Latest from FLX as water levels continue to rise (full-coverage)

It’s a bad situation.

As a whole, the region is several inches over “normal” rainfall amounts for the last two months. While the Finger Lakes didn’t see the snowmelt that sometimes contributes to springtime flooding — we have seen plenty of spring rains.

On Thursday a road washed out in Geneva.

Coastal communities along Lake Ontario have been on edge for the last several weeks as officials have said “it’s only a matter of time” before the massive lake spills over it’s banks and floods those homes and businesses.

Sheriff’s Offices around the region have issued boating advisories, as lakes push their highest limits — submerging debris, docks, and encroach on homeowners property lines.

Here is the latest — going county by county:


“We don’t know when it’s going to happen, this week or next week, but it’s going to happen sooner or later.”

Those words spoken by Sodus Point Village Mayor Chris Tertinek point to the outlook in these coastal communities.

Wayne County Sheriff Barry Virts toured the shoreline in his county last weekend, noting that boaters need to stay as far away from the shore as possible. “I ask for boaters’ voluntary compliance with a no-wake zone within 500 feet from any shoreline to reduce erosion, protect property and to avoid submerged docks,” Virts added.

He asked those boaters to voluntarily observe a 500-foot zone for any shoreline of Lake Ontario, Sodus Bay, Port Bay and Blind Sodus Bay.

The U.S. Army Corps of Engineers say the lake is expected to rise another 11 inches by mid-May.

Some even argue that Plan 2014 is partially to blame. It creates “triggers” instead of stopping water at 247.3 feet. Water is typically limited in Lake Ontario by releasing it into the St. Lawrence River in Canada.

Tertinek added that it could get much worse in Wayne County, before it gets better. “If we get 15-18 inches higher then it’s going to start infiltrating the sewer system. If that happens we’re going to have to shut off the water.”


Ontario County Sheriff Philip Povero issued a statement on Friday regarding the flooding and heavy rainfall.

He explained, “Boaters are urged to operate their vessels at no more than 5 miles per hour within 200 feet of shore on Canandaigua Lake. They are also urged to observe reduced speeds on Honeoye Lake as floating debris may also exist below the surface of Honeoye Lake.”

He noted that both Canandaigua and Honeoye Lakes had risen above typical levels for this time of year — with docks and other items being submerged.

That wasn’t the only problem seen in Ontario County, though.

Heavy rain on Thursday resulted in Turk Rd. being washed away completely. While it has been the most-extreme form of damage from this wet spring, it shows the kind of impacts heavy rain, and rising water levels can have on infrastructure across the board.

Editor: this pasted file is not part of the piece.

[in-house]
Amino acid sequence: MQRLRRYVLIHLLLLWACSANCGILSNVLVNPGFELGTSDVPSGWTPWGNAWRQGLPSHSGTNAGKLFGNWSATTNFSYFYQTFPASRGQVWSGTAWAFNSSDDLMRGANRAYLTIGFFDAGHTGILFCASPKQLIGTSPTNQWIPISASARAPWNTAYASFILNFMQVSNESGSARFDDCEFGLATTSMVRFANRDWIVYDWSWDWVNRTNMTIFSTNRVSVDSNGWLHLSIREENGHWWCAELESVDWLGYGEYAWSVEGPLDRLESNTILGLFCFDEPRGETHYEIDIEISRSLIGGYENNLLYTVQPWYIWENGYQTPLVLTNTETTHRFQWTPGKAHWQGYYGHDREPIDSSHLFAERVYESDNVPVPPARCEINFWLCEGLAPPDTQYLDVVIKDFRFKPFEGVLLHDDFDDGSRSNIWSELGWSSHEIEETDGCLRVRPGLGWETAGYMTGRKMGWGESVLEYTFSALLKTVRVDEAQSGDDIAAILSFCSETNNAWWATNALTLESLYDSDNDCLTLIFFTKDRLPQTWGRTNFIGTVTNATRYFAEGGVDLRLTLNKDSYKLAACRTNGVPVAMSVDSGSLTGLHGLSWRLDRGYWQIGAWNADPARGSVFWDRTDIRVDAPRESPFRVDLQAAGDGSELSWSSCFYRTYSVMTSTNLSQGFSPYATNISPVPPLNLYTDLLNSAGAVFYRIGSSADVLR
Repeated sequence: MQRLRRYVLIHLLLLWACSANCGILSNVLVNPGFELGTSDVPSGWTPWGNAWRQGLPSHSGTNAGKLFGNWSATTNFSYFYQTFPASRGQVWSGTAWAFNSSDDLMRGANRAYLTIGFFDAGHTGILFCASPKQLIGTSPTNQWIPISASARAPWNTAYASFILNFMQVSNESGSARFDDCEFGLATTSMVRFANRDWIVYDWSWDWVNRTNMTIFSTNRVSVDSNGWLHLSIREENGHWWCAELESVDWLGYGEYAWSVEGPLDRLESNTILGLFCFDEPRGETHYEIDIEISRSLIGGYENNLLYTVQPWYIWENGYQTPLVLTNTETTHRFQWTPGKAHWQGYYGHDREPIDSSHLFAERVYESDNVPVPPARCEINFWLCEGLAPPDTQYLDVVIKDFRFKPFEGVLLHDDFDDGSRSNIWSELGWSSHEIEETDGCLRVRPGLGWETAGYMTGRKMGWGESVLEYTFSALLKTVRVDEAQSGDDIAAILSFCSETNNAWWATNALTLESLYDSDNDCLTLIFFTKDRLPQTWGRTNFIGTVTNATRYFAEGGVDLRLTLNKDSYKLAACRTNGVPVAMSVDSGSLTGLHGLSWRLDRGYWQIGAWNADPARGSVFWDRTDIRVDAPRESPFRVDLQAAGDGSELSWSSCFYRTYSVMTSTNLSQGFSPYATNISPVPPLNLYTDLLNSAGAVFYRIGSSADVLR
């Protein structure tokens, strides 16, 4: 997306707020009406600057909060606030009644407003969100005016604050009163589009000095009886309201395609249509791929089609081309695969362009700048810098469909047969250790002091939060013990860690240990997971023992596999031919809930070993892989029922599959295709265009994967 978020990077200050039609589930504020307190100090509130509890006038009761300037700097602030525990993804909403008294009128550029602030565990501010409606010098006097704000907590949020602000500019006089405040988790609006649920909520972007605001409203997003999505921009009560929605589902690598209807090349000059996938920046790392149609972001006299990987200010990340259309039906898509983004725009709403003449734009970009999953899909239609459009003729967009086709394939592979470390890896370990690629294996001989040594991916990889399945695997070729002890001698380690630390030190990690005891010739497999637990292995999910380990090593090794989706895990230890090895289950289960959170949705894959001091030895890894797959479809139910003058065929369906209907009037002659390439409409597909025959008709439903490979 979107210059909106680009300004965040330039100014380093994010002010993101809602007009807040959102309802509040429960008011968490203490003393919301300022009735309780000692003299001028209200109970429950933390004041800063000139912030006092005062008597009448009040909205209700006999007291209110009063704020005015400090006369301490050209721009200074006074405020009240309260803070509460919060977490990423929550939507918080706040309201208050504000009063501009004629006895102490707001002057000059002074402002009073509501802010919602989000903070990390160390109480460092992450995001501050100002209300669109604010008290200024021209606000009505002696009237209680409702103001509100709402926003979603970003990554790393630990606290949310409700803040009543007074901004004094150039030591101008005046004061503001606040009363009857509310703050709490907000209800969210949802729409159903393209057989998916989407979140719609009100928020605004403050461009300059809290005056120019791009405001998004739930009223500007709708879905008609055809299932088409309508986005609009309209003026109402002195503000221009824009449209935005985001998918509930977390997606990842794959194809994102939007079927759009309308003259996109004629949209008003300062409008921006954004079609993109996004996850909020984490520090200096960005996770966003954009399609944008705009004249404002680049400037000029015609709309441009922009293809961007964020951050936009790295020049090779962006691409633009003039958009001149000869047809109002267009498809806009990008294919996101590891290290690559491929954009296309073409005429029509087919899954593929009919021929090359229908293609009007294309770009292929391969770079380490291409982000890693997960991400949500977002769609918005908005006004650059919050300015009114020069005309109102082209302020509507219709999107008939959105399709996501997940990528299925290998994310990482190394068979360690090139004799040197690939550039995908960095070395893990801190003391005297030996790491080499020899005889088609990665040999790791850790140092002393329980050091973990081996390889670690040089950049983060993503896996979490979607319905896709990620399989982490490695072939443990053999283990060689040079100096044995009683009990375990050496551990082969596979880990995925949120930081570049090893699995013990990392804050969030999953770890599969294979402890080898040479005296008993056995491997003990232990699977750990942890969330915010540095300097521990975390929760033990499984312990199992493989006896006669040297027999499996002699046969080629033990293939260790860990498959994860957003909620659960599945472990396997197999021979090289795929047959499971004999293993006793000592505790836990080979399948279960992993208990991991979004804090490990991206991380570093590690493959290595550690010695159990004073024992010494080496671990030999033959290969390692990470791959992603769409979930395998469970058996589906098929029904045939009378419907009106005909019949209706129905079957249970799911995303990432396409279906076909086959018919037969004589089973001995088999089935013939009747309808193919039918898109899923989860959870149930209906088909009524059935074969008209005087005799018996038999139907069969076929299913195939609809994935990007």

Yates County Sheriff Ron Spike said that heavy rains have caused a lot of runoff into Seneca, Keuka and Canandaigua Lakes. As result he said on Friday, “A reminder that it’s the NYS Navigation Law on Keuka and Canandaigua Lakes to be no more than 5 mph within 200 feet of shore and on Seneca 100 feet from shore.”

The Sheriff added, “With the heavy rains of yesterday and last evening many creeks and gulley’s that empty into the Seneca, Keuka and Canandaigua Lakes have washed assorted debris into the lakes and they can be a floating hazard to navigation.”

He continued, “Boaters are cautioned to be observant of floating tree limbs, logs, stumps, and misc. debris in the water.”


Seneca County Sheriff Tim Luce has not issued any new statements since his update more than a week ago.

However, the Lake Level Advisory remained active for Cayuga and Seneca Lakes as of this weekend. The heavy rains that fell during the second-half of the week only make the issues more challenging to navigate.

Luce said then that recent rains have caused water levels to rise and extra caution is needed for boat traffic to navigate safely.

Among the items of concern for boaters are debris, like submerged logs, which provide a hazard to those vessels.

He said that until the water levels go down boaters should operate at reduced speed so as not to create a wake that will damage other boats and docks.


Sheriff David Gould urges extreme caution when on or around local lakes and waterways.

“Most are flowing at a high level due to recent rain and contain debris such as floating logs often hidden from the surface,” Gould said in a post to Facebook.

Although there is no ban on boating traffic, boaters should use caution and good judgement.

How high are water levels in your neighborhood creeks, streams or lakes? Let us know in the comments below AND share photos of the water rise on our Facebook Page, or by CLICKING HERE.

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